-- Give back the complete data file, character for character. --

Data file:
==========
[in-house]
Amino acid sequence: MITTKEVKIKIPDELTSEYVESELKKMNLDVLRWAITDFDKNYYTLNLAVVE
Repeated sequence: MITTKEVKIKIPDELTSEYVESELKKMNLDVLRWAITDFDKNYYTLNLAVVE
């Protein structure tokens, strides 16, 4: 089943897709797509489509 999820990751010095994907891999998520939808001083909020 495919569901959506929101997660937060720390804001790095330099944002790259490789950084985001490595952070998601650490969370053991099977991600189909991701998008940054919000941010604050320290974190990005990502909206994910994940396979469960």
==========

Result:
[in-house]
Amino acid sequence: MITTKEVKIKIPDELTSEYVESELKKMNLDVLRWAITDFDKNYYTLNLAVVE
Repeated sequence: MITTKEVKIKIPDELTSEYVESELKKMNLDVLRWAITDFDKNYYTLNLAVVE
């Protein structure tokens, strides 16, 4: 089943897709797509489509 999820990751010095994907891999998520939808001083909020 495919569901959506929101997660937060720390804001790095330099944002790259490789950084985001490595952070998601650490969370053991099977991600189909991701998008940054919000941010604050320290974190990005990502909206994910994940396979469960």